The chief attraction of Padre Island is its wide eastern beach of fine sand and shell fragments that slopes gently into the Gulf of Mexico, making it ideal for swimming, surf fishing, and strand-line play. This is the longest beach of its kind in the United States. Along the beach is a belt of sand dunes that rise to thirty-five feet. In the interior of the island there are numerous deflated basins that become ponds and lakes in wet periods. In addition to these basins there are extensive dune fields of great scenic beauty, particularly early or late in the day. The National Park Service plans to alter the landscape as little as possible, so that visitors can experience the wind, sand, sea, and sky with minimal distraction. Only a few small land animals live on the island. The most common mammal is probably the kangaroo rat. On the other hand, shore birds and migratory waterfowl abound along the beach and around the interior ponds and lakes. The Gulf shore is a beachcomber's paradise. In places the variety of seashells is phenomenal, and everywhere innumerable natural and man-made objects are cast ashore, especially after storms. The island has always been a lonely place because few people, including the Indians, have been able to live there permanently. Like many such sparsely occupied areas, Padre Island has a rich folklore, which is based mainly on pirates, treasure-laden wrecked ships, and Indian conflict. Its status as a national park is designed to keep most of it free from further settlement and commercial development. A new complex with visitor center, observation deck, snack bar, gift shop, showers, and changing area was completed in 1989. Padre Island National Seashore attracted 849,873 visitors in 1992.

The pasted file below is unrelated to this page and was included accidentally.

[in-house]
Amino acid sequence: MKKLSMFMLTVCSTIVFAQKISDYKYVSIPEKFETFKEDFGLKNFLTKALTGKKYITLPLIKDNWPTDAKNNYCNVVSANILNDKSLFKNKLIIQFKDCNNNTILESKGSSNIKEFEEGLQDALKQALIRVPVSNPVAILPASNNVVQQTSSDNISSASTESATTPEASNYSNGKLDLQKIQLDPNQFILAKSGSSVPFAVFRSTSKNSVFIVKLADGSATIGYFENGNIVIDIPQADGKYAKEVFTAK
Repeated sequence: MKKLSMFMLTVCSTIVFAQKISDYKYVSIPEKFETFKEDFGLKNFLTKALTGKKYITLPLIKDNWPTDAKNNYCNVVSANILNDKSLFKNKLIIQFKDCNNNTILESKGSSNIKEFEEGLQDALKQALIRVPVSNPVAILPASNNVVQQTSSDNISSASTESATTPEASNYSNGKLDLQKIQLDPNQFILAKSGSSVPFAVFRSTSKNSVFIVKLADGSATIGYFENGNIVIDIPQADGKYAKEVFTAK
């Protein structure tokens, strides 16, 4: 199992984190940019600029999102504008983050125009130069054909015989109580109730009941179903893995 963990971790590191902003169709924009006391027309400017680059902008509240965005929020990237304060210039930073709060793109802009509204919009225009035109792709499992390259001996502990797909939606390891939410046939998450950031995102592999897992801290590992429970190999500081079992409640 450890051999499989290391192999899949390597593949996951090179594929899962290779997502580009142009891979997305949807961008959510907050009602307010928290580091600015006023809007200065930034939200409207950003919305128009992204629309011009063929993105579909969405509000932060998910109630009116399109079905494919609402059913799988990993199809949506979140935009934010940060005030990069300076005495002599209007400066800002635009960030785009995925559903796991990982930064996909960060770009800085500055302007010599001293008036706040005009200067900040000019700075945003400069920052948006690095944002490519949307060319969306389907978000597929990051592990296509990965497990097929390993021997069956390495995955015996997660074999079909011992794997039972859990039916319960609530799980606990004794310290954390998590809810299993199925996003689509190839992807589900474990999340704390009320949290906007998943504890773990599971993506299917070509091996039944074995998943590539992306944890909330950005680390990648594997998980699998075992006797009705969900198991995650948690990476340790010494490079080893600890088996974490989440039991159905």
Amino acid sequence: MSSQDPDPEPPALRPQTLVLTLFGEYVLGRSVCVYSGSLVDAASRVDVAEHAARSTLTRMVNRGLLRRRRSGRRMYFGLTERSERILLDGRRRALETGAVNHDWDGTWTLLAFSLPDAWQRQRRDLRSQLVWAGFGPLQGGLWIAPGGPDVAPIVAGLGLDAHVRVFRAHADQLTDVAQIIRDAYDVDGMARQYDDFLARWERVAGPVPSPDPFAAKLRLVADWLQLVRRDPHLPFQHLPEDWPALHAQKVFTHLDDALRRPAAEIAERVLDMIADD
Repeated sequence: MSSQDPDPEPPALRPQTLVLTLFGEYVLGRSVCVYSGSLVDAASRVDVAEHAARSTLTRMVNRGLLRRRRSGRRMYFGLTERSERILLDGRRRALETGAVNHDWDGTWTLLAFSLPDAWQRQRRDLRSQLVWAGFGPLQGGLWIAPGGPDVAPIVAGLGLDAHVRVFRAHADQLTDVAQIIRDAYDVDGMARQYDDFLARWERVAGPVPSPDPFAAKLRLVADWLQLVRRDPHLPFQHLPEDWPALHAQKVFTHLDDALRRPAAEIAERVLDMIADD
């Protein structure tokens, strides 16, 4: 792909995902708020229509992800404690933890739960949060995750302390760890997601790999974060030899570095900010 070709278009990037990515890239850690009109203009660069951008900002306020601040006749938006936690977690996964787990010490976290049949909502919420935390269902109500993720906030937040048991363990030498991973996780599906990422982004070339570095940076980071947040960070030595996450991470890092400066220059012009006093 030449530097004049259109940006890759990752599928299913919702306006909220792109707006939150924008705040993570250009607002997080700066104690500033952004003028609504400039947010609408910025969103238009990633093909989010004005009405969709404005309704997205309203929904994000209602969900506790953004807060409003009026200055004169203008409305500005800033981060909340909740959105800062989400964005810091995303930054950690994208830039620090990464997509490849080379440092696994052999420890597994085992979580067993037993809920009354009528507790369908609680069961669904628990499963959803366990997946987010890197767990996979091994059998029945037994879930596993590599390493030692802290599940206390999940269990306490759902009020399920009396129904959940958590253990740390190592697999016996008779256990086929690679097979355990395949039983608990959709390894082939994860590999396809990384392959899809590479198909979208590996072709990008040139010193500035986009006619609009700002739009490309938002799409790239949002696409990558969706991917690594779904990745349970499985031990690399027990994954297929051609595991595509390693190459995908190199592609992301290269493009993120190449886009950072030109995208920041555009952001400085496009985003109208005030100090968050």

BIBLIOGRAPHY: 

Roberto Garza, An Island in Geographic Transition: A Study of the Changing Land Use Patterns of Padre Island, Texas (Ph.D. dissertation, University of Colorado, 1980). Gulf Coast Association of Geological Societies, Padre Island National Seashore Field Guide (1972). Dan Scurlock at al., An Assessment of the Archeological Resources of Padre Island National Seashore (Austin: Office of the State Archeologist, Texas Historical Commission, 1974). Vertical Files, Dolph Briscoe Center for American History, University of Texas at Austin. Bonnie R. Weise and William A. White, Padre Island National Seashore (University of Texas at Austin Bureau of Economic Geology, 1980).

Thomas N. Campbell and Joseph R. Monticone

Citation

The following, adapted from the Chicago Manual of Style, 15th edition, is the preferred citation for this article.

Thomas N. Campbell and Joseph R. Monticone, "PADRE ISLAND NATIONAL SEASHORE," Handbook of Texas Online (http://www.tshaonline.org/handbook/online/articles/gkp01), accessed July 28, 2014. Uploaded on June 15, 2010. Published by the Texas State Historical Association.